Employment and pensions

Pensions: High Court confirms schemes must equalise for GMPs

Published on 1st Nov 2018


In a landmark ruling the High Court has confirmed that schemes must equalise benefits to address the unequal effect of GMPs. In this insight we look at the Court's decision in Lloyds Banking Group Pensions Trustees Ltd v Lloyds Bank PLC and others, a judgment which could answer a question that has been open for nearly 30 years.

What are GMPs?

Schemes which contracted-out of the State Earnings Related Pension Scheme (SERPS) between 6 April 1978 and 5 April 1997 must provide a guaranteed minimum level of benefits to members. This is a guaranteed minimum pension, or GMP.

How can GMPs create unequal benefits?

The starting point is that women are entitled to their GMP at age 60, and men at age 65. This is clearly unequal and had (and still has) a knock-on effect upon:

  • the rate at which GMP accrued;
  • the way that revaluation applies;
  • the way that indexation applies; and
  • a member's overall benefit from a scheme that provides GMPs.

What was the High Court asked to decide?

The High Court considered four questions, as follows.

  • Do trustees have a duty to equalise for the unequal effect of GMPs?
  • If so, what method should they use?
  • If it becomes clear that benefits have been underpaid, is there a limit on the number of years that a member can look back to bring a claim against the scheme?
  • What should trustees do if members have transferred benefits into or out of the scheme?

What did the High Court decide?

Mr Justice Morgan ruled that:

  • trustees have a duty to equalise for the unequal effect of GMPs;
  • the duty to equalise applies in relation to GMP accrued between 17 May 1990 and 5 April 1997 (when GMPs stopped accruing);
  • more than one method of equalising for the effect of unequal GMPs is in theory possible. Although Mr Justice Morgan reached a decision in relation to the three Lloyds Banking Group schemes involved in the case, other schemes will need to consider which of the methods might be available to them;
  • where it becomes clear that benefits have been underpaid, there is no statutory time limit on the number of years over which a member could look back to bring a claim. However, there might be a limitation in the scheme rules (for example, a rule which says that a member cannot claim benefits unpaid for more than 6 years); and
  • where arrears are paid, simple interest at 1% above base rate should be applied.

Why is this decision so important?

The question of whether or not it is necessary to equalise benefits for the unequal effect of GMPs has been alive since the ECJ delivered its judgment in Barber v Guardian Royal Exchange Assurance Group in May 1990. The Barber case established the principle that occupational pensions were 'pay' and that men and women must be treated equally. However, the GMP has its origins in legislation and the government did not take the opportunity to change the legislation post-Barber. For this, and other reasons, the position has not been clear. Subject to a successful appeal, this decision could provide the answer.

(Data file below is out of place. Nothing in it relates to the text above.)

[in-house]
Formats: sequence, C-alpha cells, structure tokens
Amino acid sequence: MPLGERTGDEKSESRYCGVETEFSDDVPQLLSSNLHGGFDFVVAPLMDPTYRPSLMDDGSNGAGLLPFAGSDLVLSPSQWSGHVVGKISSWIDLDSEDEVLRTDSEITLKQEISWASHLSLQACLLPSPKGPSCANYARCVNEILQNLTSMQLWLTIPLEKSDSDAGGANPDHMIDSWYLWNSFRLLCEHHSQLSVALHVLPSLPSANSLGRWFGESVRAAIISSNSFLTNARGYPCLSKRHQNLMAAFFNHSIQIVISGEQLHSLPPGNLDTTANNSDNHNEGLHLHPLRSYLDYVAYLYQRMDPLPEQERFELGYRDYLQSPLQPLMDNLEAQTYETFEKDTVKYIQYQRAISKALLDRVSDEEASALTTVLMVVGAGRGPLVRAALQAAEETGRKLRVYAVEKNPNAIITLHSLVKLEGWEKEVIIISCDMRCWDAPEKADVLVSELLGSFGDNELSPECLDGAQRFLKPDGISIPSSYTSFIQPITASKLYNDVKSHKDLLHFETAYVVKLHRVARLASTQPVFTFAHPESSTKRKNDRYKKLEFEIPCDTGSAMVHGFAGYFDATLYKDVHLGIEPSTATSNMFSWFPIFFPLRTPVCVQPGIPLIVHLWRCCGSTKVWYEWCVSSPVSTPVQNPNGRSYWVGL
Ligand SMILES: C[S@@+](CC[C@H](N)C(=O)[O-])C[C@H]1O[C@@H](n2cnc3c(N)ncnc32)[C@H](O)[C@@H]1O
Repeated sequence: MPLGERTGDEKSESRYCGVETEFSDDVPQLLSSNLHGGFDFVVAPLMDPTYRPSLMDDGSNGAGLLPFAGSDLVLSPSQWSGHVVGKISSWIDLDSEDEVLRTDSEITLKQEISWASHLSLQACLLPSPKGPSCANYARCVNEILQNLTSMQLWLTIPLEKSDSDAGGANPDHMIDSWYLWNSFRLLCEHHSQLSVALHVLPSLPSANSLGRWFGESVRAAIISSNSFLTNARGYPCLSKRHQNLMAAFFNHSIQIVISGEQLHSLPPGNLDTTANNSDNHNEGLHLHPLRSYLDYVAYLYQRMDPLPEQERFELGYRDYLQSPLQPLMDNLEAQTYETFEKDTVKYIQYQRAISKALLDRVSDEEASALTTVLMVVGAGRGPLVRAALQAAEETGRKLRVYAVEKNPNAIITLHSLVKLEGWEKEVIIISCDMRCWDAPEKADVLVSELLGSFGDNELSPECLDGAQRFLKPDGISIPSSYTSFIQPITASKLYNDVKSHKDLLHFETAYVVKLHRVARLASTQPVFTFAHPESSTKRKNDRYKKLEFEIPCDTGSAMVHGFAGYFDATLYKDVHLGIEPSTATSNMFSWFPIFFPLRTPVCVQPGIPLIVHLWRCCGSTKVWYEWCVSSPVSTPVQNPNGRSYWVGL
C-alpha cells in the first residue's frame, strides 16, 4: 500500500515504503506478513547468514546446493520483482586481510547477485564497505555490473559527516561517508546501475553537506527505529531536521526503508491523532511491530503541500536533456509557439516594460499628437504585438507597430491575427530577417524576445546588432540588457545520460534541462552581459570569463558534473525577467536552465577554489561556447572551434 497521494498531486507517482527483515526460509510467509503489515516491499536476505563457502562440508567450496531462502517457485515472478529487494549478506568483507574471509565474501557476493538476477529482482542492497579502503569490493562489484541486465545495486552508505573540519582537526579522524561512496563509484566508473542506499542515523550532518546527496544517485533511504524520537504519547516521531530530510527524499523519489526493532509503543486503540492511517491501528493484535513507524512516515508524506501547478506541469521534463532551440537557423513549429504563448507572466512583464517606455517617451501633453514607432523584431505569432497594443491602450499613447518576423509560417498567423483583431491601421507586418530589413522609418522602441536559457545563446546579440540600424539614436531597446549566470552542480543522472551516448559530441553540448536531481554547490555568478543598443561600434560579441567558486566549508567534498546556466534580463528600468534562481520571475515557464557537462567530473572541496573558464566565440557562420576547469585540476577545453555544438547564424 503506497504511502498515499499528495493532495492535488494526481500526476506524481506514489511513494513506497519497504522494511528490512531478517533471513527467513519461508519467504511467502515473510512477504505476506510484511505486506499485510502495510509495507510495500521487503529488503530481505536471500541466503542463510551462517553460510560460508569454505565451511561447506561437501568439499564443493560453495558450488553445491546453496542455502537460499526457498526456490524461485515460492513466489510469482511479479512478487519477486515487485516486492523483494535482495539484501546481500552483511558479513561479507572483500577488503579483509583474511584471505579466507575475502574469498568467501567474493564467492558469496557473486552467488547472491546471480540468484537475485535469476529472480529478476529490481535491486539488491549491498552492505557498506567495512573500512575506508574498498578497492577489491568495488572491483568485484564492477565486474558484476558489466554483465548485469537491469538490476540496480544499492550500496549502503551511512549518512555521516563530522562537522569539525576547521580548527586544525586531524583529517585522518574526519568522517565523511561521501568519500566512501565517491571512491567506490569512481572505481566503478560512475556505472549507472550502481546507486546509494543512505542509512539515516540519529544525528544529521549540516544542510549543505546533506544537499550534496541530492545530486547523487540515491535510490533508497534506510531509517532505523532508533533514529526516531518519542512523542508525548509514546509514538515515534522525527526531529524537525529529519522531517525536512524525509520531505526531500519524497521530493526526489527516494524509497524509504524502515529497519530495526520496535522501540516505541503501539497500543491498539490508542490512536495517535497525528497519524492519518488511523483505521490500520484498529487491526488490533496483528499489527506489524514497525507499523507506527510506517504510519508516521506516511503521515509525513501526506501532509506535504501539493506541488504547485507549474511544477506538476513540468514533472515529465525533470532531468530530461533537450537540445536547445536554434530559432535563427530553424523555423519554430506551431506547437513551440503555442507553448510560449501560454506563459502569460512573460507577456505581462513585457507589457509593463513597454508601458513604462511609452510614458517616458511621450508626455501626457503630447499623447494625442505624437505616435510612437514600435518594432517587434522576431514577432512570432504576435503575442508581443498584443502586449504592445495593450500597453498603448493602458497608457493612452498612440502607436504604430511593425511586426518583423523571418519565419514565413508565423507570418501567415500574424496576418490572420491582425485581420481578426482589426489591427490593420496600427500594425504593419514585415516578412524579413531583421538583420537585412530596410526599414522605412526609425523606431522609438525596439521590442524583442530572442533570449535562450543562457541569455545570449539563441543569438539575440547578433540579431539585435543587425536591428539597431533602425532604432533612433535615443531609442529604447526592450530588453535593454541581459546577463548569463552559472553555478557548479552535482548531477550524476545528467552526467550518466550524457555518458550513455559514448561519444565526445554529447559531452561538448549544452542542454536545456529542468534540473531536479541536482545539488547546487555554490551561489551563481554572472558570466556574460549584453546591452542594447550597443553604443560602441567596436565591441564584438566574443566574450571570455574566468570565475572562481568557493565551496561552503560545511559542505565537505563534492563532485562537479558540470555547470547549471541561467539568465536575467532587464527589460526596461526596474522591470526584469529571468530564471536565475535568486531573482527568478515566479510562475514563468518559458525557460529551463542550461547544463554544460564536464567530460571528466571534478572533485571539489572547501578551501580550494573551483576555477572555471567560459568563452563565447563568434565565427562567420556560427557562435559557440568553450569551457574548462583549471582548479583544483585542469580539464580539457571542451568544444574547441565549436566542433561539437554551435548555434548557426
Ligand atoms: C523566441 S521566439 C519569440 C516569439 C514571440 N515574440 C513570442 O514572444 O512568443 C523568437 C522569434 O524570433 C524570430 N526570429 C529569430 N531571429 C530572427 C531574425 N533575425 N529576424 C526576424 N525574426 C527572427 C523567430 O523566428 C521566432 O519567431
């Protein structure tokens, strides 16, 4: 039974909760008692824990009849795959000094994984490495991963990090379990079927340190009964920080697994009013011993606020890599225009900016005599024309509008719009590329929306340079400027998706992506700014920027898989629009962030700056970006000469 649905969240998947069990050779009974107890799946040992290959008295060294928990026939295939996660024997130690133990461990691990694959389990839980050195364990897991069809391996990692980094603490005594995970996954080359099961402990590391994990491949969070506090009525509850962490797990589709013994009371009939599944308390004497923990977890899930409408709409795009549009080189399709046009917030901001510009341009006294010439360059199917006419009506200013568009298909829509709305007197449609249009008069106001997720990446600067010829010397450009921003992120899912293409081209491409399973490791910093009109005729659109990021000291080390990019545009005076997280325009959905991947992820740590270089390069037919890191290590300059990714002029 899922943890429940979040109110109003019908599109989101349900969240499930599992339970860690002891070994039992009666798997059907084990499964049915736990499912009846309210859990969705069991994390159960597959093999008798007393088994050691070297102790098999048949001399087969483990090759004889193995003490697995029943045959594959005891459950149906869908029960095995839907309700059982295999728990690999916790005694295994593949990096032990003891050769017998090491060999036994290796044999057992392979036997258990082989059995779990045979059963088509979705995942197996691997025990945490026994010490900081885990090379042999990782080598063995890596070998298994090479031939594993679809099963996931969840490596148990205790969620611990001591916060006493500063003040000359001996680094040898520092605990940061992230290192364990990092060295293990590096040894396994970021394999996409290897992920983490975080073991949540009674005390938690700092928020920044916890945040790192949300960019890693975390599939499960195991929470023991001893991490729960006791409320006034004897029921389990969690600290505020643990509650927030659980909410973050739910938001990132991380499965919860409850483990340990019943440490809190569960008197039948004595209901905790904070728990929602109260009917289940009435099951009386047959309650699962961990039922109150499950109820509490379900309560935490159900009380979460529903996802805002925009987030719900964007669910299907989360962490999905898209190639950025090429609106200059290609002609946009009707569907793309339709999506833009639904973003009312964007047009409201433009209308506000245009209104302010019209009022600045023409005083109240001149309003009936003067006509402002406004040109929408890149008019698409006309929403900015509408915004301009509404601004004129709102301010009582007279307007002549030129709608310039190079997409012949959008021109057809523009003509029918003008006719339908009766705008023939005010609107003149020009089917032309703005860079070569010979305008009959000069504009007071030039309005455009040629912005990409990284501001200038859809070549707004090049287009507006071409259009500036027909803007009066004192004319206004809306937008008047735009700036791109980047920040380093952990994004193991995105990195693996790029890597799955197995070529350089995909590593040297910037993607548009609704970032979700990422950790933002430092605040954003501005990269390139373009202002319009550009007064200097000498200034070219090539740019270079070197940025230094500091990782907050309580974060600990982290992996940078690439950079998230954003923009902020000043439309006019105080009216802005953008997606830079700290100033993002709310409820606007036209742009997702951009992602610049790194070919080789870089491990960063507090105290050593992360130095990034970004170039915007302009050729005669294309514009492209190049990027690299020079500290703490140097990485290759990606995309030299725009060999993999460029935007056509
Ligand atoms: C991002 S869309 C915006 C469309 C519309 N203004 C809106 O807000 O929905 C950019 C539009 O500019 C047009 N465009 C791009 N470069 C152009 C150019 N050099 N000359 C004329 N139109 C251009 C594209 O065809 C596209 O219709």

How does the decision affect my scheme?

Although the ruling relates to three Lloyds Banking Group pension schemes, it has the potential to impact any scheme which provides GMPs. The trustees of these schemes must now consider what the High Court has said and decide how they are going to respond.

What do I need to do?

At the moment, it is possible there will be an appeal and trustees need to decide what action to take whilst we wait to see if that is the case.

Trustees should also start thinking about what action they will take once this point is clear. The impact of the decision is likely to vary from scheme to scheme and trustees should note that the DWP has said it intends to issue guidance in relation to possible equalisation methodology. It is also possible that there will be further applications to court. For example, an application might be made for guidance on trustee duties where benefits have been transferred out, or on the question of whether it is possible to take no action if the cost of equalising is likely to exceed the benefit to the member.

We will shortly be publishing a checklist of issues that trustees need to consider and suggestion of practical steps trustees should take.

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* This article is current as of the date of its publication and does not necessarily reflect the present state of the law or relevant regulation.

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